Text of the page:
After an Executive Board meeting on Tuesday (July 19), the IOC claimed they would take today's CAS decision into consideration as they considered a blanket ban.
"The IOC takes note ofthe announcement of the decision by the Court of Arbitration for Sport," a statement said today.
"We will now have to study and analyse the full decision.
"The IOC decision on the participation of the Russian athletes will be taken in the coming days."
Russia has reacted with fury at the decision and believes it has been the target of a political witch-hunt.
"We believe that the principle of collective responsibility is hardly acceptable," Russian President Vladimir Putin’s Presidential spokesman Dmitry Peskov told TASS, amid claims that some clean athletes will now miss the Games despite no wrongdoing.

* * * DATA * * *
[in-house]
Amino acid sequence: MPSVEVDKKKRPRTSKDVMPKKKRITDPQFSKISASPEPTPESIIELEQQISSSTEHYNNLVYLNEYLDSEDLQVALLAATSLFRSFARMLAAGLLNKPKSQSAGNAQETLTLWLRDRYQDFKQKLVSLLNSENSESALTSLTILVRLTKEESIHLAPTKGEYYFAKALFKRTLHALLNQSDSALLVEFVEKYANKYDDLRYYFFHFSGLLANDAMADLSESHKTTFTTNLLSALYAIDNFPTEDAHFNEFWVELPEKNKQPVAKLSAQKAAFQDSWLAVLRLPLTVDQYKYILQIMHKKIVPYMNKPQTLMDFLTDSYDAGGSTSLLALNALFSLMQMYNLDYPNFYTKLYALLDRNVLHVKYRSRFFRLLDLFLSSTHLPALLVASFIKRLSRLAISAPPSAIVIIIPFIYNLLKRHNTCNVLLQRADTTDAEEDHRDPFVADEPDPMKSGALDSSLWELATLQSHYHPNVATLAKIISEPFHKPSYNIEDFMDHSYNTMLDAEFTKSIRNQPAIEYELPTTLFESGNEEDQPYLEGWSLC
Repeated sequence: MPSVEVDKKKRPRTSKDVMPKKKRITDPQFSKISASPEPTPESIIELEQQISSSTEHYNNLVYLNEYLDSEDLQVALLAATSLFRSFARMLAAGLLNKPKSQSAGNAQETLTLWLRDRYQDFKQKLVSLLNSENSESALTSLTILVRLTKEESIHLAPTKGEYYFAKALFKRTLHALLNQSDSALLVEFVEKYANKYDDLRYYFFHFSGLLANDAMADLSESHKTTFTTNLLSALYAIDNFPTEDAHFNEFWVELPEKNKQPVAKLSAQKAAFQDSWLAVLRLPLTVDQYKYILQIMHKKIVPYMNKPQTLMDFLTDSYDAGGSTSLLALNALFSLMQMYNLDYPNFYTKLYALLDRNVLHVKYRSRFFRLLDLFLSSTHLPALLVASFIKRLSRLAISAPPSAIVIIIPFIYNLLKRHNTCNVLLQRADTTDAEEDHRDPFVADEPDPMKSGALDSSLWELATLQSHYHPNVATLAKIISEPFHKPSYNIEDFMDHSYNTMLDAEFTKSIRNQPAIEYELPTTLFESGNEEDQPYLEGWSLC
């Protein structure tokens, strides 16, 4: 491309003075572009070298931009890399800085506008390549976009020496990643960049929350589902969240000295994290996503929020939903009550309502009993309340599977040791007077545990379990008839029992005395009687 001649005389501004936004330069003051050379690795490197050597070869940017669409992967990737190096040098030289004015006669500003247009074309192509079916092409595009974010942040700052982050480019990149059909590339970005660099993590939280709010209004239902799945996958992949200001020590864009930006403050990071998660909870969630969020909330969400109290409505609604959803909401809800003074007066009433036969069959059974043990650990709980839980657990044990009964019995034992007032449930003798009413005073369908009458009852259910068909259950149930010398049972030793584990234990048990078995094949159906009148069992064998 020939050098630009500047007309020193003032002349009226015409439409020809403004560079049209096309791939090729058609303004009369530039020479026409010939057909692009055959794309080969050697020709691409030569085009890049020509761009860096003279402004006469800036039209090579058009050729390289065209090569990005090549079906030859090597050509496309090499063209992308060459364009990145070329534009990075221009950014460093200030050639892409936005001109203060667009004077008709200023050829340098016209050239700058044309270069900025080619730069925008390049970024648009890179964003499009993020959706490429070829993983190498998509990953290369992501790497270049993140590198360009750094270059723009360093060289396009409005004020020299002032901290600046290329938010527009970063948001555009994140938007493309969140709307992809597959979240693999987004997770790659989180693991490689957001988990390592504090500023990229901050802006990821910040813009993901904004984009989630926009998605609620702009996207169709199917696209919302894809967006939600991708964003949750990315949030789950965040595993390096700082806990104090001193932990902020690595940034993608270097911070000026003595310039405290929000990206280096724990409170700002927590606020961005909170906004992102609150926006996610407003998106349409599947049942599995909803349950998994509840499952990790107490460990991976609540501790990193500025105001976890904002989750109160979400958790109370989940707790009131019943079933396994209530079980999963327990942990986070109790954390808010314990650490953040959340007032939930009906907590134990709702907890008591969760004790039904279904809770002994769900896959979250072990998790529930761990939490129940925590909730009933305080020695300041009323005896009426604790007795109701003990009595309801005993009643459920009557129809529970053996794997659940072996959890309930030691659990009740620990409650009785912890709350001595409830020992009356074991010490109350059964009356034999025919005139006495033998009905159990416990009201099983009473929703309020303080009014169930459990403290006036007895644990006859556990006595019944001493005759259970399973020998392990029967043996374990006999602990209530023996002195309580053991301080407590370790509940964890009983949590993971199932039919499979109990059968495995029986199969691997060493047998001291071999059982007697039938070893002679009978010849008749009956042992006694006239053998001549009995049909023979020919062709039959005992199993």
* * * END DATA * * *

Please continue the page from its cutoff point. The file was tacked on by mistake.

"We are speaking here about field and track athletes, who had been preparing hard for the Olympics, who have nothing to do with doping, who have nothing to do with the accusations and suspicions, who had regularly been tested by foreign anti-doping agencies.
"The news is not very good, we will definitely have to analyse the situation taking into account this decision, so I would withhold comment on the issue for the time being.”
Russian Sports Minister Vitaly Mutko, who is under increasing pressure after being implicated in the McLaren report, added: "I can express nothing but regret.
“We will now consider our further steps.
“I think this decision is biased and somewhat politicised and has no legal grounds.”
Two-time Olympic pole vault champion Yelena Isinbayeva, who has never been implicated in doping, previously vowed to appeal to human rights courts if the CAS verdict went against the Russian team.
She spoke at the appeal hearing and had said she was "optimistic" of success.